Tuesday, July 12, 2011
S.C. Upholds Death Sentence for White Supremacist Inmate
Justices Say Racial Views Were Relevant, Even Though Victim Was Also Caucasian
By KENNETH OFGANG, Staff Writer
Evidence of a white convict’s white supremacist views was properly admitted to explain the motivation for his stabbing of another Caucasian inmate, the California Supreme Court ruled yesterday.
The justices unanimously upheld the death sentence for Kenneth Ray Bivert, convicted 10 years ago of the 1996 murder of Leonard Swartz at Salinas Valley State Prison. Prosecutors said Bivert killed Swartz because the victim was a pedophile, and thus had a “defect” that made him, in Bivert’s view, a discredit to the white race.
Bivert was at SVSP serving a 52-year-to-life sentence for three murders near the Sacramento River around Labor Day, 1987. Bivert, 17 at the time, and a friend shot and killed a fisherman in order to steal his truck, took it for a joyride, then shot and killed a couple at a nearby spot a few days later and took their car to Oregon, where the two were apprehended.
Bivert was one of a number of inmates in the vicinity of Swartz’s murder. A number of inmates were called to testify as to Bivert’s activities before and after the stabbing.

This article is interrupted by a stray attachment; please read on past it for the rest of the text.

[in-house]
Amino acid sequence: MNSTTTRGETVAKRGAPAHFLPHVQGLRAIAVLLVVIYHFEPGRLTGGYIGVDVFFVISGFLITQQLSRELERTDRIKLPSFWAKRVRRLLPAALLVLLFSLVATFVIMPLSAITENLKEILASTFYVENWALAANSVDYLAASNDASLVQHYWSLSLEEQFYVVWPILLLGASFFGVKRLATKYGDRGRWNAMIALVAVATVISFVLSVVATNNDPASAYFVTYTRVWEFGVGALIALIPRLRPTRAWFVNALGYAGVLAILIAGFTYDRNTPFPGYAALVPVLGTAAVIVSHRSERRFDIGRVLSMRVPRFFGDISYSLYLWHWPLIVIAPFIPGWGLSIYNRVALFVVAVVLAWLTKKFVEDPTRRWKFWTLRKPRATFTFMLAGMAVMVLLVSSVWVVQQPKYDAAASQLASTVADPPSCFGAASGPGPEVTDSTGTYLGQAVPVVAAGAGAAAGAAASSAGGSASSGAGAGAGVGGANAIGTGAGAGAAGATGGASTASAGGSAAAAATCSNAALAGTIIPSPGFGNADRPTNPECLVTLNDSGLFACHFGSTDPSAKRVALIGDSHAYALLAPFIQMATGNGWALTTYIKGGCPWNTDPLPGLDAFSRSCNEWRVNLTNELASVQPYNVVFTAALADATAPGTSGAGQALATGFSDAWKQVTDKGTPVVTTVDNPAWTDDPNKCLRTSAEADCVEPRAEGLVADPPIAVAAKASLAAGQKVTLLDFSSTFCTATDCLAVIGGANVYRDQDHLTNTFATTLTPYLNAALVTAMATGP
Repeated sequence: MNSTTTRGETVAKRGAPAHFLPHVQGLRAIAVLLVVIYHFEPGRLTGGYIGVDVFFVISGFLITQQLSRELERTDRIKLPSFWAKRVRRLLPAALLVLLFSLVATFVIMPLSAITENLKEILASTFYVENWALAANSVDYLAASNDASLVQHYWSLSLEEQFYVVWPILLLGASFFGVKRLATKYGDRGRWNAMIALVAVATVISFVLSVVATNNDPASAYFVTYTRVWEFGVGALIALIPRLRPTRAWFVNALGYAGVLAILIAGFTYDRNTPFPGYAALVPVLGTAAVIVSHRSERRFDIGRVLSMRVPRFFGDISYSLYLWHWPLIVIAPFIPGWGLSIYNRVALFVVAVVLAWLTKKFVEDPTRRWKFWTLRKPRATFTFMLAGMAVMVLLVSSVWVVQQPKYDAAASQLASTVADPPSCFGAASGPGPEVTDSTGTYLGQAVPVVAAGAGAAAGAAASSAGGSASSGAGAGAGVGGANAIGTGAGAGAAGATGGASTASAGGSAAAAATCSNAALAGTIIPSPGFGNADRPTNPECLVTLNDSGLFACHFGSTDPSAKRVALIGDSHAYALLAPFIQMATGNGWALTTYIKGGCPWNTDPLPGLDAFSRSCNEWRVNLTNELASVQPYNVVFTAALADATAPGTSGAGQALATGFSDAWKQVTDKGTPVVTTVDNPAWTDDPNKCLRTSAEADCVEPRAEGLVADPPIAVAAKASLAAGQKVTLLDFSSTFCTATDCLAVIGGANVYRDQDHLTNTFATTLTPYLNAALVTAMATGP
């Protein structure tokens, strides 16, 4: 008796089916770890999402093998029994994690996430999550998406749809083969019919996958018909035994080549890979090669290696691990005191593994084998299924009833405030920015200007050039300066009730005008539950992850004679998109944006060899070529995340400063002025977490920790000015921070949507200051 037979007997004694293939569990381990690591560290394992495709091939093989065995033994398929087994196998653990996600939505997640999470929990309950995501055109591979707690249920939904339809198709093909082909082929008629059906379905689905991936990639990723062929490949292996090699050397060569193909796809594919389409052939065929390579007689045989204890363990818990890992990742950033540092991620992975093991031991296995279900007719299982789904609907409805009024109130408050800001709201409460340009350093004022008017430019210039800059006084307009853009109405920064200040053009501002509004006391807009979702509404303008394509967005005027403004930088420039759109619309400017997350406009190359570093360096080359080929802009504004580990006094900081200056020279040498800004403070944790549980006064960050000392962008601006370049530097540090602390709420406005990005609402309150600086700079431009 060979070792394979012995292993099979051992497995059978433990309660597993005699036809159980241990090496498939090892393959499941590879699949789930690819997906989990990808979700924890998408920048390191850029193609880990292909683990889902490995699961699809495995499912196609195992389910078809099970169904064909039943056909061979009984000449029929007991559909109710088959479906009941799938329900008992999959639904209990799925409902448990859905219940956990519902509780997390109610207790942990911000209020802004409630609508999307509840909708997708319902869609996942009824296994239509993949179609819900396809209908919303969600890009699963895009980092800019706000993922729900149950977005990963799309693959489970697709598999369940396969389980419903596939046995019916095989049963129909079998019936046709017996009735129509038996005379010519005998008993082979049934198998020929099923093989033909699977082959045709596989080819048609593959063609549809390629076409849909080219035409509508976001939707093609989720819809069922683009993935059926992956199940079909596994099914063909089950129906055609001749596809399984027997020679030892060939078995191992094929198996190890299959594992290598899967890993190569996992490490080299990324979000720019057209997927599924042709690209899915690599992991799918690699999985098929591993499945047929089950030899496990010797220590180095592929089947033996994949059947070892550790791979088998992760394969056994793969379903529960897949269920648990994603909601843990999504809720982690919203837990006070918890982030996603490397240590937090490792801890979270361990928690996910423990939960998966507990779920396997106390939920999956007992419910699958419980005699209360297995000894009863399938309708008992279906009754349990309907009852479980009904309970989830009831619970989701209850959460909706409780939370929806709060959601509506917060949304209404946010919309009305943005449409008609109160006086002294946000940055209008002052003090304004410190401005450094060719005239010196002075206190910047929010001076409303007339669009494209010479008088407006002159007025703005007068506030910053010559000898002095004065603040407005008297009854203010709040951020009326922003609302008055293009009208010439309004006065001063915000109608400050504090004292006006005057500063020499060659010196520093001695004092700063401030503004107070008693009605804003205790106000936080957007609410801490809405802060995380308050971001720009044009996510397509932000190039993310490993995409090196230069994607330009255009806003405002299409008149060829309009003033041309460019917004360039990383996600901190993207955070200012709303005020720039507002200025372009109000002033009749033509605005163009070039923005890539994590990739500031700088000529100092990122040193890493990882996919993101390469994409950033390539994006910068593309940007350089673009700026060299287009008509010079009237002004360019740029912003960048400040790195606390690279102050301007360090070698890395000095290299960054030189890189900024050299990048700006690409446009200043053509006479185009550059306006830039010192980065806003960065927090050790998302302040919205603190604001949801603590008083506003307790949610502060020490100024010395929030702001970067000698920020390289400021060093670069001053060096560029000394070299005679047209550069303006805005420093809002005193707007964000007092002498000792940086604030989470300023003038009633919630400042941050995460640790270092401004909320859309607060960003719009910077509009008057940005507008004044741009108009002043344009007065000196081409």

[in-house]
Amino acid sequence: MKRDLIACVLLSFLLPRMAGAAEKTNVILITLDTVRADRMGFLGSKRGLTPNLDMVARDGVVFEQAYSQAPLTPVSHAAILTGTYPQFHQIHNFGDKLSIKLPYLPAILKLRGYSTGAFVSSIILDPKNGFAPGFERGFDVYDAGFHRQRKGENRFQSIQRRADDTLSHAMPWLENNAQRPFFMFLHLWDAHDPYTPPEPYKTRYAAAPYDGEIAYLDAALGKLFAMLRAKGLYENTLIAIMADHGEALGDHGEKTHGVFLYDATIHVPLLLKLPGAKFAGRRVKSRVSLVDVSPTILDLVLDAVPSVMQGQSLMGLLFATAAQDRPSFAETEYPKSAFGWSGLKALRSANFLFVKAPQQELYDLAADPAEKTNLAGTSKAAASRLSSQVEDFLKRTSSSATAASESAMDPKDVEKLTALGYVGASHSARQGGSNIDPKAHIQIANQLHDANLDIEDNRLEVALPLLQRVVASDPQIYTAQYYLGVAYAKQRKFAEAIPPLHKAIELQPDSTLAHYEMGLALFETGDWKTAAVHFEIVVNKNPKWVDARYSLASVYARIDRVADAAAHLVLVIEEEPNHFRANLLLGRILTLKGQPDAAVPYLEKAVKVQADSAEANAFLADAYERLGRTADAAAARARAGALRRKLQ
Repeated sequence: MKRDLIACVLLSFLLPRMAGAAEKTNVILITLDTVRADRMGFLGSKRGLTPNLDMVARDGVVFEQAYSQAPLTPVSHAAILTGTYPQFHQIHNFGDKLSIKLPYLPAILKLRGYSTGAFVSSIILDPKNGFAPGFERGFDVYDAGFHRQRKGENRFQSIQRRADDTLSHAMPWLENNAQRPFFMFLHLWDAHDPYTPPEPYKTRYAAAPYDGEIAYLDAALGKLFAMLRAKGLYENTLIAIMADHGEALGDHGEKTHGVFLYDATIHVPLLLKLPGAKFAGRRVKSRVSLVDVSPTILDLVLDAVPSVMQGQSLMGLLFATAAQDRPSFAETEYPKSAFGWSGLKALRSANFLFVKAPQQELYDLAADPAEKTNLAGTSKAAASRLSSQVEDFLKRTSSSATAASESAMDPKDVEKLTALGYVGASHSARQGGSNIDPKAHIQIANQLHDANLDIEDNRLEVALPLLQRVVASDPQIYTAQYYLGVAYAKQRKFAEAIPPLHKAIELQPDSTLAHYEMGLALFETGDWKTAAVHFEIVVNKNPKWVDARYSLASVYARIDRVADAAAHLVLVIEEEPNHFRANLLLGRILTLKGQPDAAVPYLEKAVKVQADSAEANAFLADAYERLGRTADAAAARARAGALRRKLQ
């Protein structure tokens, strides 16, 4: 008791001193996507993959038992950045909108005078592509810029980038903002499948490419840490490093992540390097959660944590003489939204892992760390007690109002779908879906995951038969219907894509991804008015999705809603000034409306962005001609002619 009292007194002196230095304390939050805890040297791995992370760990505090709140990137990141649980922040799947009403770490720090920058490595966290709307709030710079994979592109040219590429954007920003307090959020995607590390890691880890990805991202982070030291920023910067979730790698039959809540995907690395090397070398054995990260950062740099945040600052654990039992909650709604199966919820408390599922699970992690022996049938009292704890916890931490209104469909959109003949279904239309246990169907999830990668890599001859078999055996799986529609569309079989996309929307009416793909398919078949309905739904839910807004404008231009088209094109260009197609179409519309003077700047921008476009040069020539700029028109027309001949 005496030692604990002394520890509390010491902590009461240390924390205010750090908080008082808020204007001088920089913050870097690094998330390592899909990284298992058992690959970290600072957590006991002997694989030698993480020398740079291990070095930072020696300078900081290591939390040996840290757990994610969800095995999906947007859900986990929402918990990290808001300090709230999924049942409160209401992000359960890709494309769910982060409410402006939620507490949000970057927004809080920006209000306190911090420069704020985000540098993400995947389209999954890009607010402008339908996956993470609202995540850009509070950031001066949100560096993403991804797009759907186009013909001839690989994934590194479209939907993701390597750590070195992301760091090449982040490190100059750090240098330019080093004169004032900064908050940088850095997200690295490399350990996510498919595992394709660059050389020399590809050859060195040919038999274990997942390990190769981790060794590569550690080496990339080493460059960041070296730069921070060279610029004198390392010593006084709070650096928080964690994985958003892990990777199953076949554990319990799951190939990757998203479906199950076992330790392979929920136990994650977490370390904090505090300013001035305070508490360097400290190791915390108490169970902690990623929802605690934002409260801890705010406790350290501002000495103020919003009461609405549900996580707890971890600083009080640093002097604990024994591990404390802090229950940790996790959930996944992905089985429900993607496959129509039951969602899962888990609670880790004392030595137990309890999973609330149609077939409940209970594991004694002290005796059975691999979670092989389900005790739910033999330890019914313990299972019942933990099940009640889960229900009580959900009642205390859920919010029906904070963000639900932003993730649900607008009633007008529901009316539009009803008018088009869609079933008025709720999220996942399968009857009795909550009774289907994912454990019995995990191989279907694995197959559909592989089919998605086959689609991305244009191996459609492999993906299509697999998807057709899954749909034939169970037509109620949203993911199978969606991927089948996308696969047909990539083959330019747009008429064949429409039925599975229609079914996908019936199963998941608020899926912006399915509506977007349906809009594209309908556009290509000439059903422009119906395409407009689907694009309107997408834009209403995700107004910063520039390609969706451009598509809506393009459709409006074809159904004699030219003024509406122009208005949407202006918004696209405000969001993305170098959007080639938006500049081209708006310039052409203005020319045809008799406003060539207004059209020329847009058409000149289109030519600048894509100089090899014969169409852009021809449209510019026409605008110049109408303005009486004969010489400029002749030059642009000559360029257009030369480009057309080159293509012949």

The defendant, they explained, was considered a leader of the “woods,” or white inmates, in a self-segregated cellblock of the prison. He repeatedly told the inmates that he considered his duty to uphold the supremacy of the white race, and that the standards of that race needed to be upheld by getting rid of pedophiles like Swartz.
After the murder, Bivert was moved to administrative segregation at Pelican Bay State Prison, where he continued to espouse his views. He told fellow inmates that he was involved in a stabbing at SVSP, according to the testimony, describing it with specific details matching those of the Swartz killing.
He told one inmate that he avoided being caught with Swartz’s blood on his shirt by tossing the shirt away and putting on another one. A prison employee testified to finding a shirt with red spots on the sleeves and wet with perspiration, in a stairwell near the stabbing site.
Jurors found Bivert guilty of first degree murder, with special circumstances of prior murder and lying in wait, and also of assault with a deadly weapon by a life prisoner.
The assault conviction was for an attack on inmate Rick Dixon four months before the murder. The victim said he was stabbed with an ice pick because he refused the defendant’s demand that he stab an inmate named Dennis who was said to be a pedophile, as well as to have breached the cellblock’s racial divide by buying drugs from a black inmate.
In the penalty phase, prosecutors presented evidence of several other incidents of violence involving the defendant. The defense put on no evidence, and jurors deliberated less than 90 minutes before returning a death penalty verdict.
Monterey Superior Court Judge Wendy C. Duffy, now a justice of the Sixth District Court of Appeal, denied the automatic motion for modification and imposed the death sentence.
On appeal to the high court, the defense argued that because Bivert and Swartz were both white, the extensive evidence regarding the defendant’s racial philosophy was irrelevant and prejudicial. But Justice Kathryn M. Werdegar said the judge properly allowed the testimony in order to explain the motives behind the attack.